At the Washington joint press conference with Prime Minister May held on January 27th, President Trump told the watching world, "Brexit is going to be a wonderful thing." The meeting did much to clear the way for Britain to stand alone and enter trade with the United States without the European Union (EU). Their talk of a U.S.-UK free trade agreement could do much to ease the fears of some key English Members of Parliament and counterbalances the fears that Britain will be punished by a bitter EU. The positive meeting occurred at a fortuitous moment. Only four days prior, the UK's Supreme Court had ruled that Parliamentary approval must be specifically obtained before Her Majesty's Government can sign trigger negotiations to exit the EU.
May's speech to Republican Members of Congress on January 26th and her responses at the joint press conference made it clear that there were three central strategic aims for her visit. The first was to re-establish the 'Special Relationship' which had been downgraded deliberately under Obama to the disadvantage of both countries. First coined by Winston Churchill in 1946, The term "Special Relationship" grew from the countries' shared culture and implied the closest economic, political, diplomatic and military cooperation. The President's reference to it as the "Most Special Relationship" together with his immediate acceptance of an invitation to make a State visit to Britain this year should keep the momentum.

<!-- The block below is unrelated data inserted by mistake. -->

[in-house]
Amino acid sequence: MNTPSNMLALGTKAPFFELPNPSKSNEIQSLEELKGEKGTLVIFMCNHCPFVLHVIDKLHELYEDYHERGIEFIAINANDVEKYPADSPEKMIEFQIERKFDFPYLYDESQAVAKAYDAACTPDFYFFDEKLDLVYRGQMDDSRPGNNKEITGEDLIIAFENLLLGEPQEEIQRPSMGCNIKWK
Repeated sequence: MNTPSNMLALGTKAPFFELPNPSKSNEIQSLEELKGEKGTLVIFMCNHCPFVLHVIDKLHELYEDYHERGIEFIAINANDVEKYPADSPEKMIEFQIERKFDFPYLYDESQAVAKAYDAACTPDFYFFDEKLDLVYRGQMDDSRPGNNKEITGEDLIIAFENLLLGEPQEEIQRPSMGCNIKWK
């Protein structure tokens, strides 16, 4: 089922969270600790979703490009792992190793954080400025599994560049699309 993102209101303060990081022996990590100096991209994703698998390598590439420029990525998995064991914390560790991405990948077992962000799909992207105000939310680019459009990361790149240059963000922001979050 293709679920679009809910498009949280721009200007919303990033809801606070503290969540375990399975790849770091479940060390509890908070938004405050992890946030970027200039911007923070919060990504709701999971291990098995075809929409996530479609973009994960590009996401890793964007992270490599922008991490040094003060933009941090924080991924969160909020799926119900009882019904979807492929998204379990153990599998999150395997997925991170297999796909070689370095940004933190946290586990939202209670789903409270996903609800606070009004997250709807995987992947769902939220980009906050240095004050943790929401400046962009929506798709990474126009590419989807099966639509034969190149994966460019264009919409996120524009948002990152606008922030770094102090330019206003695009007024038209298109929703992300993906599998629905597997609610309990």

Second, May wanted Trump's expressed reassurance that he was not intending to abandon NATO but to strengthen it by ensuring that all members abide by their agreed defense spending and force levels. In addition, May suggested calls for a NATO commitment to fight terrorism and cyber warfare. Trump affirmed her position readily. This will reassure many European nations, most importantly Germany.
May's third and most difficult goal was to achieve Trump's commitment to a free trade agreement between the UK and the United States, similar to that enjoyed by Canada. Whether promised unofficially or in letters of intent, an agreement would play a potentially crucial part in May's negotiation of a soft Brexit. At present, the EU appears motivated to punish Great Britain for its audacity to leave and to force a so-called 'hard' Brexit. Such an outcome for the UK could dissuade other wavering nations like Greece, Italy and even France to follow suit. Being able to show that the UK has already a potential free trade agreement and an enhanced relationship with the U.S. might persuade the EU to accept a "soft" Brexit.